Adam, you wrote:<br><<2. newspapers only give limited reports. newspapers are limited in size and are therefore limited in depth and honesty. they must be comprised of quick soundbites and exciting headlines. even longer articles are limited. the internet allows any person to research any article with virtually infinite depth.>><br><br>This is really an argument against *television* news. Nothing is more "limited" than a 30-second news item that only tells the most flashy details of a story.<br>So I'd argue that without newspapers, and their ability to get more in depth and report the full story, that our knowledge of the community and world around us would be FAR more limited. How many people do you know who will see that 30-second story on the TV and then go to the Internet to research all the details in "virtually infinite depth"? Not too many, I'm sure. Newspaper reporters do that work for you.<br>Also, newspapers may be limited in size by how many advertisements they sell, but physical size *never* limits a true journalist's honesty.<br>In closing, I'd like to encourage you to check out this story, published in The St. Petersburg Times, and then tell me what other form of daily news media would go so in-depth to report on an aspect of its community.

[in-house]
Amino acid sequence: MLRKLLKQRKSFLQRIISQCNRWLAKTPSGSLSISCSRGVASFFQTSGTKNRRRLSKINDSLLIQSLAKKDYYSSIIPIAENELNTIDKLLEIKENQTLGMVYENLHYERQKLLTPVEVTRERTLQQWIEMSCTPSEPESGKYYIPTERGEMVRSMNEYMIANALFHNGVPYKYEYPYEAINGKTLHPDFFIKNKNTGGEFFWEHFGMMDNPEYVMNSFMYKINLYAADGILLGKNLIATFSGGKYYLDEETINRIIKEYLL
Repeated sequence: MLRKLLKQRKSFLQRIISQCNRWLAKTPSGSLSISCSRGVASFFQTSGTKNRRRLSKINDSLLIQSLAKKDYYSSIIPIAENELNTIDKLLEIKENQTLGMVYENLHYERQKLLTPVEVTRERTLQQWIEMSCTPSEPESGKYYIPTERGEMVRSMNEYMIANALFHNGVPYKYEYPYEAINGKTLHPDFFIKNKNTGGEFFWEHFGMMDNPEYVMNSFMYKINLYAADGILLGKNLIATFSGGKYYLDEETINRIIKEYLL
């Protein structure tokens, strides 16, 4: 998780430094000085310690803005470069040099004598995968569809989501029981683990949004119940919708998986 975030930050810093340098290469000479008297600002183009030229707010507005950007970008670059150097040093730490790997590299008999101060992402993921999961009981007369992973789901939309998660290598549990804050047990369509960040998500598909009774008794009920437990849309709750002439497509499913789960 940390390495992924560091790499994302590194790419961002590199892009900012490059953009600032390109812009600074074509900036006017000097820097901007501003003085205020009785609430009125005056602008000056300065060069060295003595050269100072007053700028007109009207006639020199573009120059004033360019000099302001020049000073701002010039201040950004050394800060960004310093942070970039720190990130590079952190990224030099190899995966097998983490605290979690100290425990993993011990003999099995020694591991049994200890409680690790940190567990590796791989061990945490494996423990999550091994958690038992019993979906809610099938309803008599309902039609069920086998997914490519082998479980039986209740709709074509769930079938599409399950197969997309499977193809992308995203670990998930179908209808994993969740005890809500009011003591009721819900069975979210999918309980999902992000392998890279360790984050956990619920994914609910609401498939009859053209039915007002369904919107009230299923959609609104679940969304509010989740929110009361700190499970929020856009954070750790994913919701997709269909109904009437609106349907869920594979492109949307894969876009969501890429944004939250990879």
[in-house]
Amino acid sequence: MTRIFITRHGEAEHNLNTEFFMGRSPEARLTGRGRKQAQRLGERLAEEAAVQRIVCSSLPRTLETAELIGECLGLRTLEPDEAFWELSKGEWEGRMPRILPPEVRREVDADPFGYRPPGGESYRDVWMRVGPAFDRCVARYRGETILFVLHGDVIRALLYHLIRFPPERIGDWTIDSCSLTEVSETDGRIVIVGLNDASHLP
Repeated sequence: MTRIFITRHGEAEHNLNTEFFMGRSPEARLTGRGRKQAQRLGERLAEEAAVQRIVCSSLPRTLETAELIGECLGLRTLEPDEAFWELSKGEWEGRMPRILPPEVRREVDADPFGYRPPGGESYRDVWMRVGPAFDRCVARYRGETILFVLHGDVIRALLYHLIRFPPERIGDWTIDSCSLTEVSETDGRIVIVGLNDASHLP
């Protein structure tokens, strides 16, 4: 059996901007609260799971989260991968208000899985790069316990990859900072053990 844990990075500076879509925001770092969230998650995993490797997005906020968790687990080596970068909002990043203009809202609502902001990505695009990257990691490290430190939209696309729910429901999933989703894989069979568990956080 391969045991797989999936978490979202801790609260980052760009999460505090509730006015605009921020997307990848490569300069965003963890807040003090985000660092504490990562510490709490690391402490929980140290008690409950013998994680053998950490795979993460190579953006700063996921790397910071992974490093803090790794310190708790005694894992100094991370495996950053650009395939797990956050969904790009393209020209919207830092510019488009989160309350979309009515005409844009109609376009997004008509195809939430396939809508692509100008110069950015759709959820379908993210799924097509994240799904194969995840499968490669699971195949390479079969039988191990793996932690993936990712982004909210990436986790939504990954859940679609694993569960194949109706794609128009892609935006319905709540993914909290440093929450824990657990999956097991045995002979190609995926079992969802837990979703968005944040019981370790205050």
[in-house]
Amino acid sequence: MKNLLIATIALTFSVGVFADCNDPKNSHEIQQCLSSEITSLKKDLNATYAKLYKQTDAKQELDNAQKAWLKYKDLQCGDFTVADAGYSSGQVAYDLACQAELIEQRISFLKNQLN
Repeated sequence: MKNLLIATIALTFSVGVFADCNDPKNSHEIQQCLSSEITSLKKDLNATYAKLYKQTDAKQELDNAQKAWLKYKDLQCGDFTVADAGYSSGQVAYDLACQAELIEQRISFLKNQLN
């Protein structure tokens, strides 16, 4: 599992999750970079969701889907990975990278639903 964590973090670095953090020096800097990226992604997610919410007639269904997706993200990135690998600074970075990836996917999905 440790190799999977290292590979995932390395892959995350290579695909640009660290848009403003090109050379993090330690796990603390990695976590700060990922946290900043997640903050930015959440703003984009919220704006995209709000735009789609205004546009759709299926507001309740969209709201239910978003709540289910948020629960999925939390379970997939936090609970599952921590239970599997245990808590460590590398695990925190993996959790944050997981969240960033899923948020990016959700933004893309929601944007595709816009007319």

Sorry, that Times link is here:<br><a href="http://www.tampabay.com/features/humaninterest/article750838.ece" rel="nofollow">http://www.tampabay.com/featur...</a>
I sometimes joke that I am so old, I can remember when journalism was an honest profession. My uncle published a community paper in Raytown, Missouri, and I remember him and my cousins hand-setting the type. I also remember touring the New York Times in my high school journalism class--they were so proud of their Linotype machines. For the last many years I haven't been able to read a newspaper without being outraged by the bias. Even the movie reviews contain comments that insult conservatives, Christians, the military, and/or Republicans. Yes, it's sad that we are losing the community forums that newspapers have provided, but the newspaper industry hasn't served the American public very well for at least a generation. We're a conservative people with a left-wing press. Now we are in a transition as great as the one started by Gutenberg, and I am greatly encouraged by what I see happening.